At the time we completely misread the early signs of an about-turn in our relations with our employers. We were in high spirits. We rejoiced in the enemy's defeats on all sides, and we were therefore less receptive to the overall subtle change in mood. After Hans was healed in body if not in spirit, he left us to return to his unit. We then grew increasingly cockier.

We would frequently extend our sacred half-hour break after lunch by altering the time on our alarm clock. Should the Cheffin admonished us, we would file down the stairs to the kitchen several minutes late, with S. in front brandishing the offending clock by way of defence.

When I cleaned the Gaststatte in the early morning, I took to wearing my unpolished black boots laced with different coloured strings. I moved around as noisily as I could, to cause the maximum disturbance to the early coffee drinkers. Banging my bucket against the chairs and tables, I would soak the wooden floors under the tables with my dripping mop, only just missing the guests' shoes. I found great enjoyment in playing so realistically the role of a dumb Polish maid. At times I even dared to turn up in the restaurant with rollers still in my hair. This charade probably more than fulfilled our guests' expectations.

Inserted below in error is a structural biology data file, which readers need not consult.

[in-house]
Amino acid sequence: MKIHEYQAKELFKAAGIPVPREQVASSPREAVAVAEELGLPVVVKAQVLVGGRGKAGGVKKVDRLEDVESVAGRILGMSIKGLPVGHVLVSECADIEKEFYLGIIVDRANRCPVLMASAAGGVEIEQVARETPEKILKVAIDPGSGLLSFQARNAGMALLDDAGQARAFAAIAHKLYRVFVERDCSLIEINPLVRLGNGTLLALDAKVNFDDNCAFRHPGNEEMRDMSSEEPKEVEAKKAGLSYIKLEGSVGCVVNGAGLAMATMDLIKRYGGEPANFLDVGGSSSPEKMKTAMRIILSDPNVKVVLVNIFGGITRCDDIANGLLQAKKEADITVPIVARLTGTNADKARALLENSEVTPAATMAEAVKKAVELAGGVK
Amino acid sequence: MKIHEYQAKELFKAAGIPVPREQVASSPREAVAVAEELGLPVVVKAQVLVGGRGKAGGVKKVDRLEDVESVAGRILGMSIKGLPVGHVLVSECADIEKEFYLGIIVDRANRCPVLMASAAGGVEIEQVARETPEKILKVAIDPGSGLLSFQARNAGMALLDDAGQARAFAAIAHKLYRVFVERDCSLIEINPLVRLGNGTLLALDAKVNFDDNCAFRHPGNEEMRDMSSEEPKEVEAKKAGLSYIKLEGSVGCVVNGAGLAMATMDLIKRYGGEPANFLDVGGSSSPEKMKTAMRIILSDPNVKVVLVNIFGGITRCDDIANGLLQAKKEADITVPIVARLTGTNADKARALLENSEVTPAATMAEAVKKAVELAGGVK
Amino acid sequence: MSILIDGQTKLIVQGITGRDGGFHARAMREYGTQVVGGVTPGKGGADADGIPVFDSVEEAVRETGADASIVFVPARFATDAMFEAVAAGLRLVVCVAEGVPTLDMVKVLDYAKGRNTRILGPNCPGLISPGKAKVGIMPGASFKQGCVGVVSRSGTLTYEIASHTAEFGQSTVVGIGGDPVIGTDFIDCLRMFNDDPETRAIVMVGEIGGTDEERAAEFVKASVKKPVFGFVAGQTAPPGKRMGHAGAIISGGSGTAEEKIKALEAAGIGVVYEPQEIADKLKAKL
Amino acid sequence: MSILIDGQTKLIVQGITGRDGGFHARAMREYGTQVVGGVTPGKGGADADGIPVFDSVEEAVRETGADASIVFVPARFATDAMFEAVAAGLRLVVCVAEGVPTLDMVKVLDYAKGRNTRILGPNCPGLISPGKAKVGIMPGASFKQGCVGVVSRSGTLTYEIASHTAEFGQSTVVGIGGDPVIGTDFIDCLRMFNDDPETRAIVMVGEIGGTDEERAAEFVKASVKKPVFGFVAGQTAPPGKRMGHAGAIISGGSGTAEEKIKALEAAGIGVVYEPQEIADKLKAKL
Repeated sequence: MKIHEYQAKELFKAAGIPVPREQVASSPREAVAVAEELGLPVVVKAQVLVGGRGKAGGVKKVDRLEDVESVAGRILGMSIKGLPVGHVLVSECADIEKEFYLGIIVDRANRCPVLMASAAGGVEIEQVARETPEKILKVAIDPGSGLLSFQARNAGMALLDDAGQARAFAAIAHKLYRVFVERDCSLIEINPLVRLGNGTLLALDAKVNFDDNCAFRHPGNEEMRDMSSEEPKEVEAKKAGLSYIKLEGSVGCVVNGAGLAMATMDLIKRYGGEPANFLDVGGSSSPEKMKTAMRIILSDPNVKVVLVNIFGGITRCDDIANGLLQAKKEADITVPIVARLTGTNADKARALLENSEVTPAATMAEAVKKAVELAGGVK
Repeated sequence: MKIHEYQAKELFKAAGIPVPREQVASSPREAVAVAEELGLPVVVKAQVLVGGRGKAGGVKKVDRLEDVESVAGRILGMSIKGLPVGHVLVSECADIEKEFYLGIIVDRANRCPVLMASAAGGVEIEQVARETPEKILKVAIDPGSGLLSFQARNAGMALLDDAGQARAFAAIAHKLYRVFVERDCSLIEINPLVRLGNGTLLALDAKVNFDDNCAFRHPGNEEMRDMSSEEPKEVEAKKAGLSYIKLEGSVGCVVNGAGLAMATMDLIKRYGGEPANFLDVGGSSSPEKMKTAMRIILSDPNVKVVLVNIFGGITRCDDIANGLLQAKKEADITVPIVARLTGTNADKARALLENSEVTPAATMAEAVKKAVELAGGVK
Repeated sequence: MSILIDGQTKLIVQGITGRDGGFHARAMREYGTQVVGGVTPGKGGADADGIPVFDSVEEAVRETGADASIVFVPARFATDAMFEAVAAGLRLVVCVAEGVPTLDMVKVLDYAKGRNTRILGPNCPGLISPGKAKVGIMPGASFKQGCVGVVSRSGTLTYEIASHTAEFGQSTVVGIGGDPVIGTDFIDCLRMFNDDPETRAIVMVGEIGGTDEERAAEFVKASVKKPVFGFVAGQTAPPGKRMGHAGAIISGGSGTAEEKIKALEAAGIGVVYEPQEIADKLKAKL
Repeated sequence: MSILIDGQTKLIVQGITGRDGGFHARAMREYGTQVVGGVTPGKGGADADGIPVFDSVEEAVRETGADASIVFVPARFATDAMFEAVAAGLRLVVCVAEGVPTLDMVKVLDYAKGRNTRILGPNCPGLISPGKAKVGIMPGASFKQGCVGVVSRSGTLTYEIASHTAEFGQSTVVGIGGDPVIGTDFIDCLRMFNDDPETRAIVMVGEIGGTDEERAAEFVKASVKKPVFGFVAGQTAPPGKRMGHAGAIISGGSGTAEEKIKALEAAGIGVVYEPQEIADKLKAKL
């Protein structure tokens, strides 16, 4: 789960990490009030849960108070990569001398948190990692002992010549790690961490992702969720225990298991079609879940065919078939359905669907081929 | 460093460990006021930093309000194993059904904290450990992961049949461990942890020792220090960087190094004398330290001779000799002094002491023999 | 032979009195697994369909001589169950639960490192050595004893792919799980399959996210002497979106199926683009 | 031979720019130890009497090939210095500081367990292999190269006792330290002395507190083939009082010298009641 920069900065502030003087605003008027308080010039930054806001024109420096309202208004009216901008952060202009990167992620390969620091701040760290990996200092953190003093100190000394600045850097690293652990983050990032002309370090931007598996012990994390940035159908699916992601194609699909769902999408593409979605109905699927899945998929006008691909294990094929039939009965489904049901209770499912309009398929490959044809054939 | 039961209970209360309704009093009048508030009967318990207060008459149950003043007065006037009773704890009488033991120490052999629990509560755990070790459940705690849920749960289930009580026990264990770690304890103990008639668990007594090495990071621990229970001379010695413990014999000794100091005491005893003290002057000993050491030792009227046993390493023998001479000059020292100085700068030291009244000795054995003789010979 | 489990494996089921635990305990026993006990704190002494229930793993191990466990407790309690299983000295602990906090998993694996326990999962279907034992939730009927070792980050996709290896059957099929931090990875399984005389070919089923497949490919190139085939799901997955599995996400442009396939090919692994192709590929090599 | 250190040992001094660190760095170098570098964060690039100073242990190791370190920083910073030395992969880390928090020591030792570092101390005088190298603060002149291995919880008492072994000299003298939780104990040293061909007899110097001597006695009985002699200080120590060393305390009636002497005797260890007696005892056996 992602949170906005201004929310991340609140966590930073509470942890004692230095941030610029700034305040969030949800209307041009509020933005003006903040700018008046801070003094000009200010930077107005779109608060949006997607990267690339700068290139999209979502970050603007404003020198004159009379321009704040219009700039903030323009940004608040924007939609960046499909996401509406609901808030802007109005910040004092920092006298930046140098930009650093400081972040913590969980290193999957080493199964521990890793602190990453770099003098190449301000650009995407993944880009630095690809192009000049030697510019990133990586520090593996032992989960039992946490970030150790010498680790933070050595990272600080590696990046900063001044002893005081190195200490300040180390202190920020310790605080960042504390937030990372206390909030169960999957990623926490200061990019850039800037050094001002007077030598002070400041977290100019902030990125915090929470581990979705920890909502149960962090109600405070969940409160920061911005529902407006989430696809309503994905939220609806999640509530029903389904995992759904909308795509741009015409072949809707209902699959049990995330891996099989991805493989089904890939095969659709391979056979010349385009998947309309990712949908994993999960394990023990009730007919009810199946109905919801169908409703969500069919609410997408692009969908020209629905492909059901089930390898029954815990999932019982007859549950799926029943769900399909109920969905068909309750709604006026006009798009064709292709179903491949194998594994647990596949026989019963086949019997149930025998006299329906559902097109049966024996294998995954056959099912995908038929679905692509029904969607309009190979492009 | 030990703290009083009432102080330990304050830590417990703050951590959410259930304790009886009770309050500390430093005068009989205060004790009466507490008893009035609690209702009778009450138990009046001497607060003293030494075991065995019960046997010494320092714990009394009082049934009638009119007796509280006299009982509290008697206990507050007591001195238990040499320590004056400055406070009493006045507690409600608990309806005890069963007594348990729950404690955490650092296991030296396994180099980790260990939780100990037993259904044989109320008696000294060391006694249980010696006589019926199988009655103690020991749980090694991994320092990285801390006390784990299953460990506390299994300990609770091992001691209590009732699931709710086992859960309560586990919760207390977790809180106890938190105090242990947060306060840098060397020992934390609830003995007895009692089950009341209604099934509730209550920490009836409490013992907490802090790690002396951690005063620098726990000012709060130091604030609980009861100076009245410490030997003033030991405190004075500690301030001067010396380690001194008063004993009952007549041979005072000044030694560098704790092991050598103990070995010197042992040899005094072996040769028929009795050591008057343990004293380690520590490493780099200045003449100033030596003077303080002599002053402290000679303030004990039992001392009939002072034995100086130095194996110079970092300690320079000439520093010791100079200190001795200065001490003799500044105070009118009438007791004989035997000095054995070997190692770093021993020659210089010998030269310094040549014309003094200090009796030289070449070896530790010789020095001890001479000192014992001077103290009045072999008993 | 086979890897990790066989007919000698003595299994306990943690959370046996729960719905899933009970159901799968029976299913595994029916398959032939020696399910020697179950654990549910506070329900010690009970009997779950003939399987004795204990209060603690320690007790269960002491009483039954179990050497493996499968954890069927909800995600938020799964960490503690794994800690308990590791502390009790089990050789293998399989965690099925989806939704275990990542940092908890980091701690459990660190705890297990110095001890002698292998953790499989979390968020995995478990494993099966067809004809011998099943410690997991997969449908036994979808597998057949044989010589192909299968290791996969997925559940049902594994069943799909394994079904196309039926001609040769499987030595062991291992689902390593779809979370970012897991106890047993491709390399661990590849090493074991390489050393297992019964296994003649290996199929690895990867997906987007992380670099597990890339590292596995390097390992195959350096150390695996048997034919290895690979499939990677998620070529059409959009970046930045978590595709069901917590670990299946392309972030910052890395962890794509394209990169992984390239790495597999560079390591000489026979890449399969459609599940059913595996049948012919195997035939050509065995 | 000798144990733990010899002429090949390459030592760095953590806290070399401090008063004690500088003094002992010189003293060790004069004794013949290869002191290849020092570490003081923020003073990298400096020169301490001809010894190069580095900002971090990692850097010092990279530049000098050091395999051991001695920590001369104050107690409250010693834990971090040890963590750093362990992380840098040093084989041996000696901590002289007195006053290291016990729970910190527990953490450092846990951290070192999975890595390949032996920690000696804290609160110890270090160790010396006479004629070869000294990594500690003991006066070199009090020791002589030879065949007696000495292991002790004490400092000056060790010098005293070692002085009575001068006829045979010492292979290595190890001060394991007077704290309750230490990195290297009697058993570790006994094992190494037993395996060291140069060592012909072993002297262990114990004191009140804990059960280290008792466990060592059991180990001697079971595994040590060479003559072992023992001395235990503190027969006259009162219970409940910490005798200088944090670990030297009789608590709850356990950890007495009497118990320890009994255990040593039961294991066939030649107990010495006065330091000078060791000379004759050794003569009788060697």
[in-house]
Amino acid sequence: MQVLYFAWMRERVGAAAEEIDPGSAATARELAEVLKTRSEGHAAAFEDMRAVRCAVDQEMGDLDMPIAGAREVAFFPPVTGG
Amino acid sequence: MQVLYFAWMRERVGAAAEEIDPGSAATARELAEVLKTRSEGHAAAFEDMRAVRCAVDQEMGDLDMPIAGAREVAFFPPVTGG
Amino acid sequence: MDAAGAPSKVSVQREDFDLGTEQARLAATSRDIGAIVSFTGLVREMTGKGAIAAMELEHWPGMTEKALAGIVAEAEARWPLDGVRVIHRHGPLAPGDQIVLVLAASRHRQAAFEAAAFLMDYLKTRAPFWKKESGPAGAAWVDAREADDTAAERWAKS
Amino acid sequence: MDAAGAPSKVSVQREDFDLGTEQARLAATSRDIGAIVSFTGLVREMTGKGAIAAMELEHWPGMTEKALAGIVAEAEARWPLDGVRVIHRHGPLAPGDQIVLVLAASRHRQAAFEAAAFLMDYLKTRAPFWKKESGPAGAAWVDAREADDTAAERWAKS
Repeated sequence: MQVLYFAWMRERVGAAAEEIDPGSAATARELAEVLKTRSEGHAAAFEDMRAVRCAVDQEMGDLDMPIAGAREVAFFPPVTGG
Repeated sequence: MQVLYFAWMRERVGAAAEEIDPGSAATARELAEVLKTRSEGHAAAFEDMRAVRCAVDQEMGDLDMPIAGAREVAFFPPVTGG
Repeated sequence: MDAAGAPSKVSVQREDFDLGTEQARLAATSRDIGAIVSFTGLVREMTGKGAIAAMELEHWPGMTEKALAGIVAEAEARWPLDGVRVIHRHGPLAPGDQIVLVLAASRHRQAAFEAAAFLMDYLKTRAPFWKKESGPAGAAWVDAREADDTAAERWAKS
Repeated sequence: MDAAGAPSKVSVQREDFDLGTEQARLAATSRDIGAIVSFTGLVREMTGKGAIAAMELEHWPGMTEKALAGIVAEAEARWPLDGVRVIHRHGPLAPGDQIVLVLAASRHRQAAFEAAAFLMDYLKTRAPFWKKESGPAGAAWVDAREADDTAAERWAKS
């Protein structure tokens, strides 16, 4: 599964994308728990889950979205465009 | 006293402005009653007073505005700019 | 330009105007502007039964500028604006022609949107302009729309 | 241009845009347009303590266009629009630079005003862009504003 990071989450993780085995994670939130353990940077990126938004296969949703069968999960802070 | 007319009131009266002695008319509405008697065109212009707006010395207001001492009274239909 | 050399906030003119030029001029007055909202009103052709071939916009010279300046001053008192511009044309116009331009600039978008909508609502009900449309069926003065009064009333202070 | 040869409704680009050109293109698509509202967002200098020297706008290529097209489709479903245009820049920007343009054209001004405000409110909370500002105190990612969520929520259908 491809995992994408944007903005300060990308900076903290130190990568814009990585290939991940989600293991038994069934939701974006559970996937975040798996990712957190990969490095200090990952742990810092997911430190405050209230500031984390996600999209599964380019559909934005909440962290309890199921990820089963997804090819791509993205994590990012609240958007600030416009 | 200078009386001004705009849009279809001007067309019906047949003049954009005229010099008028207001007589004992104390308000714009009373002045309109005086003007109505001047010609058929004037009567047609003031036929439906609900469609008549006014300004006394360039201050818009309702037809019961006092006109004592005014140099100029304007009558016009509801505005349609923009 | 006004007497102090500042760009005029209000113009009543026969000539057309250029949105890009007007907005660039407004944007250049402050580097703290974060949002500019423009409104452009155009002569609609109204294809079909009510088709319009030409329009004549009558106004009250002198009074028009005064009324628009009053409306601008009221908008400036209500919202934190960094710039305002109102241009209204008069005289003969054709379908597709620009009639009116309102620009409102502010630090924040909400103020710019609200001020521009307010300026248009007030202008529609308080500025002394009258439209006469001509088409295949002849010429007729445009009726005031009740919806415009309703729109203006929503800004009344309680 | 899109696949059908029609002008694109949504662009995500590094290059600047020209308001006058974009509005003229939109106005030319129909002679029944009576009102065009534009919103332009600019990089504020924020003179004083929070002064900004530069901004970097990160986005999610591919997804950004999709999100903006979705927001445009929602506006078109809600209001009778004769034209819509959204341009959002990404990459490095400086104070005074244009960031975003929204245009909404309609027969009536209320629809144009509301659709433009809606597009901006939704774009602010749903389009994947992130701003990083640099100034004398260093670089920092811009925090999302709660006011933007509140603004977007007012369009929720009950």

Eventually the Cheffin told me to improve my general appearance.

One morning, I played a trick on R. I left my black boots outside of a guest room in alignment with all the others. Starting her shift at 5:00 a.m., she was still half asleep and did not recognize my boots. She polished them beautifully, together with all the others. When I came to thank her for a job well done, she nearly killed me.